Not long ago, 82-year-old Angie Dickinson was interviewed by film historian Stephen Farber. When asked about her starring role in a 1974 Roger Corman gangster romp, she said something like this: “Big Bad Mama does not qualify as a classic, although I was very good in it!"
She was indeed. As a dirt-poor Depression-era Texas mom who turns to a life of crime to give her daughters a better future, Angie is spunky, smart, and above all sexy. In the course of the film she beds both a virile young stud (Tom Skerritt) and a courtly older gentleman (William Shatner), but there’s never any question that she’s the one on top. Whether delivering bootleg whiskey, robbing a bank, or plotting to hold an heiress for ransom, she’s the brains behind the operation, while also tenderly mothering her two nubile daughters. No question that the role kept her busy, but cast and crew all adored her. I should know: I was there.
Vince Rotolo and the good folks behind The B-Movie Cast recently invited me to share my memories of this New World Pictures classic. When I came to work for Roger, my colleague Frances Doel was hard at work on a female gangster story, a more light-hearted variant on Bonnie and Clyde and Roger’s own Bloody Mama. It was Roger’s practice, as a Writers Guild signatory, to get someone around the office to crank out a first draft over a weekend, so he’d only have to pay a guild member a rewrite fee. We next found a Hollywood veteran, Bill Norton (White Lightning), who didn’t realize that the script he was hired to improve had been written by the woman sitting across the desk in our story meetings. He only learned the truth when we got the giggles over his request to meet the originator of the story. At which point he very graciously insisted that Frances share his writing credit. (A modest woman, she still claims he was trying to evade taking full responsibility for the screenplay’s faults.)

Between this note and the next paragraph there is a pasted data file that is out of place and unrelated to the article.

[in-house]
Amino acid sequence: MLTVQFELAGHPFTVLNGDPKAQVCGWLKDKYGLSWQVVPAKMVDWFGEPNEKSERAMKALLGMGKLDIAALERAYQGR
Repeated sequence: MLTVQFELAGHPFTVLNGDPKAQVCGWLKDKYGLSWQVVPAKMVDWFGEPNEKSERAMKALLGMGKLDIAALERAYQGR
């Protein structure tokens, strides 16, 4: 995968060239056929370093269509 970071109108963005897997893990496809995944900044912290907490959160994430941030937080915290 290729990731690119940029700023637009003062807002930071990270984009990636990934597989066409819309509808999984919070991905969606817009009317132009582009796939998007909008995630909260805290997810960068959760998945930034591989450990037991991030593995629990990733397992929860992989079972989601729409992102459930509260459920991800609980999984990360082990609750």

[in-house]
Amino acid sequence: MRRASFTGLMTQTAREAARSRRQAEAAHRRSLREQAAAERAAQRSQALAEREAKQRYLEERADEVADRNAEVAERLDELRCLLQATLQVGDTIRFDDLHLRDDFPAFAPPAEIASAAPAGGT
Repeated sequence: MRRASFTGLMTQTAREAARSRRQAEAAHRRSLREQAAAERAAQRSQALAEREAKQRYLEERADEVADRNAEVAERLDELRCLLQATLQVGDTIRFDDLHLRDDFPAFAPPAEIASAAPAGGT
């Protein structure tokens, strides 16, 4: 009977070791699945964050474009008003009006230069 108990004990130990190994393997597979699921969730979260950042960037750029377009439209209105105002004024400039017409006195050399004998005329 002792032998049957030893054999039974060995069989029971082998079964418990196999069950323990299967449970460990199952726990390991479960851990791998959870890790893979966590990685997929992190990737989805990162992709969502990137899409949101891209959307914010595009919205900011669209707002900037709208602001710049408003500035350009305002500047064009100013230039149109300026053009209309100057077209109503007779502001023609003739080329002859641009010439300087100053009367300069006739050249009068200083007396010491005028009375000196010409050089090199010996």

Truth be told, the script is a lot of fun. It was a challenge to film, though, as director Steve Carver would be the first to tell you. We had to track down inexpensive 1930s-era locations, like a racetrack, a country church, a small-town Main Street, and a society mansion, all not far from L.A. Vintage cars and weapons too. Somehow we found what we needed, and persuaded such Hollywood pros as Royal Dano, Noble Willingham, and a very naked Sally Kirkland to help fill out our cast.
Yes, this was a movie that did not stint on T&A. Tom Skerritt was fine with it, but William Shatner proved a shrinking violet. (It didn’t help that Skerritt, whose character was supposed to be hostile to Shatner’s, took every opportunity to knock his toupee askew.) As for Angie, she knew that Roger expected full frontal nudity. A very sleek 43-year-old, she was comfortable in her skin, and had no hesitation in baring it for the camera. Her example was helpful to the plucky young women playing her daughters, Robbie Lee and Susan Sennett (now the wife of Graham Nash). The script calls for them to frequently take it all off, especially in a steamy ménage à trois scene with lucky Skerritt.
As production secretary I once fielded a call from Playboy, asking if the two were centerfold material. When I explained that Angie had the best figure in the film, the female caller sniffed, “Well, I hope I look as good when I’m her age.” You wish, lady. You wish.